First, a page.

>The help file refers to a .MAP file, where you can see your memory
>usage, etc. I can't find any. Do I have to be set in on a command line?
>If so where?

I haven't used 6.10, but in 5.xx it's in the "Window" pulldown
menu in MPLAB.  There won't be a .map file unless your project
has been built, though.

Hope this helps...

DD

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2002\12\15@202620 by Olin Lathrop

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> I am learning how to use the linker on MPLAB 6.10.

I'm using MPLAB version 5, which my answers below apply to.

> So far so good, but something I realy don't like is the way you have
> declair addresses and registers with GLOBAL and EXTERN, etc. Isn't there
> a better way of doing it? Seems like a lot of extra work and when I am
> going to do a large program I think it is realy going to irritate me.

GLOBAL and EXTERN are your friends, and don't work any differently in MPLAB
than they do in most other assembler/linker combinations.  It is a good
thing that symbols don't go outside a module unless you explicitly define
them to.  Otherwise it would be a difficult task to keep symbol names unique
accross many modules.

Wanting to GLOBAL and EXTERN too many variables is usually an indication of
bad design or modularization choices.  Sit back and think about your whole
project and identify subsystems that might require some internal state but
have only a limited interface to the rest of the system.  Put each subsystem
in its own module.  You'll also then appreciate that each module gets its
own namespace for local symbols.

I've done dozens of professional PIC projects and use relocatable mode
exclusively.  You can see the details of my general project framework at
http://www.embedinc.com/pic.

See the HOS_UART.ASPIC module at http://www.embedinc.com/pic/hos.htm for a
good example of modularization.  This is an interrupt driven UART handler
with software receive and transmit FIFOs.  The state defined in this module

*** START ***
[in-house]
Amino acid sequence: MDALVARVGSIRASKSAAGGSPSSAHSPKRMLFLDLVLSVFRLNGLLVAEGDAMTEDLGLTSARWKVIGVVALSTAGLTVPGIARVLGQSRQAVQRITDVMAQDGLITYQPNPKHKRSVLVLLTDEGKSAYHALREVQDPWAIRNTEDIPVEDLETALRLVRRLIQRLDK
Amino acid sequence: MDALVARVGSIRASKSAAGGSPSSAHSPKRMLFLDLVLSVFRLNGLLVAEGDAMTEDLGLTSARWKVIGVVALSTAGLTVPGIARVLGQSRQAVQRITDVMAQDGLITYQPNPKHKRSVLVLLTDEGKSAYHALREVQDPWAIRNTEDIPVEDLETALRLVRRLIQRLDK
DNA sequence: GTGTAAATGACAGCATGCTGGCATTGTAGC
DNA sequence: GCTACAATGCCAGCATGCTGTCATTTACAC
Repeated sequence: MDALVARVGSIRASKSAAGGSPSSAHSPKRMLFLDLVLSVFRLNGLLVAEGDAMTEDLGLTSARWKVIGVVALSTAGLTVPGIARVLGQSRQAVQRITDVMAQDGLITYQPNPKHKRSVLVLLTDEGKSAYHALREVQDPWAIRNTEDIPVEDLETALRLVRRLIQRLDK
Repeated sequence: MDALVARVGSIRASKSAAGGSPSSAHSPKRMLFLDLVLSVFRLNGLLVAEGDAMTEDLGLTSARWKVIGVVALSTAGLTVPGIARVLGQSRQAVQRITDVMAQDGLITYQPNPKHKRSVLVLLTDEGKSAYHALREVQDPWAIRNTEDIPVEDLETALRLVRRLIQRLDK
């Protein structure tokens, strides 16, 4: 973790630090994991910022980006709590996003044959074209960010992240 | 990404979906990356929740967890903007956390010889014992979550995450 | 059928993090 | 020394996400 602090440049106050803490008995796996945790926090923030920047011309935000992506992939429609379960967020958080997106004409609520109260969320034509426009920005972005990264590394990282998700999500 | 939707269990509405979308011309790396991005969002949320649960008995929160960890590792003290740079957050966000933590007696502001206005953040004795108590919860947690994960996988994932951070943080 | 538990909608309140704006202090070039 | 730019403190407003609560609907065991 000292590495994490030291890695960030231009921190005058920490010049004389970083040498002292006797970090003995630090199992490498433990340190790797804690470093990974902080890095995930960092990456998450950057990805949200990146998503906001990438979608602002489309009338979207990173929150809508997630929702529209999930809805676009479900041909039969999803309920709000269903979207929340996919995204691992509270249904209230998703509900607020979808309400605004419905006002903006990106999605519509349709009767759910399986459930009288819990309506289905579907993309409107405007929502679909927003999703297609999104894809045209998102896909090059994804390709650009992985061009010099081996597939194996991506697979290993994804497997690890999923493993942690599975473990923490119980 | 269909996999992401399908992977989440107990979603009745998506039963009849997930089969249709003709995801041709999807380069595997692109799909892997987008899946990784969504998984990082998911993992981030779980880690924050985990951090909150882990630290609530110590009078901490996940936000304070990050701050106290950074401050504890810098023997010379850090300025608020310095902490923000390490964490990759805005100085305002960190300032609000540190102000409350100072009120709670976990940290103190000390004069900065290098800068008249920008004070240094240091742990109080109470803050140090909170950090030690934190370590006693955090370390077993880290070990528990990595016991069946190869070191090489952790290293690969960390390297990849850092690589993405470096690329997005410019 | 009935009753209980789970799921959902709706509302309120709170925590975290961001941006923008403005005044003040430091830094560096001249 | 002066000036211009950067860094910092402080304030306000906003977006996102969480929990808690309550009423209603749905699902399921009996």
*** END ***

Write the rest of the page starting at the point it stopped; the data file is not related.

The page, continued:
is the two FIFOs and two scratch registers for use by the interrupt
routines.  Note that all of this state is local, meaning it can't be
accessed directly from outside the module, and none of it is therefore
defined GLOBAL.  The only global symbols exported by this module are the
UART_PUT and UART_GET public subroutines, and the interrupt routine entry
points.  This module does use two flag bits that are global.  These are
defined in the master include file due to my method of allocating global
flag bits with the /FLAG preprocessor directive (native MPASM doesn't
support flag or bit variables directly), but can be thought of as state
exported by this module.

> The help file refers to a .MAP file, where you can see your memory
> usage, etc. I can't find any. Do I have to be set in on a command line?
> If so where?

Yes, there is a command line option to enable/disable the map file.  I'm at
home now and don't have the MPASM manual here, so you'll have to look up the
details yourself.  I always run MPLINK thru my LINKPIC wrapper, which always
causes a map file to be written.  I archive the map file along with other
files for each released version of a project.


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Embed Inc, embedded system specialists in Littleton Massachusetts
(978) 742-9014, http://www.embedinc.com

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2002\12\16@001708 by Quentin

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> Wanting to GLOBAL and EXTERN too many variables is usually an indication of
> bad design or modularization choices.

I am not disputing that relocatable code is the way to go, exactly the
reason why I am looking at the linker (upgrading a 6K 16F876 program to
18F242), and I also see the advantage of having local labels in a module.
The one area where I need a lot of EXTERN is with my delay routines. All
my delay routines are in one module and I use various delays in all the
other modules (From 10ms up to 2s). So in all my other modules I have to
EXTERN all the labels to call delays, which can be quite a few.
Maybe you are right, I should relook at the way I am doing it (such as
only calling a minimum delay and do multiples of it in the module that
called for it), I was just hoping there was an easier way of declaring
EXTERNs.

MAP file, I can find with MPLAB 5.70, but not with 6.10.
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2002\12\16@114945 by o-8859-1?Q?Tony_K=FCbek?=

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Hi,
Quentin wrote:
>I am not disputing that relocatable code is the way to go, exactly the
>reason why I am looking at the linker (upgrading a 6K 16F876 program to
>18F242), and I also see the advantage of having local labels in a
module.
>The one area where I need a lot of EXTERN is with my delay routines.
All
>my delay routines are in one module and I use various delays in all the
>other modules (From 10ms up to 2s). So in all my other modules I have
to
>EXTERN all the labels to call delays, which can be quite a few.
>Maybe you are right, I should relook at the way I am doing it (such as
>only calling a minimum delay and do multiples of it in the module that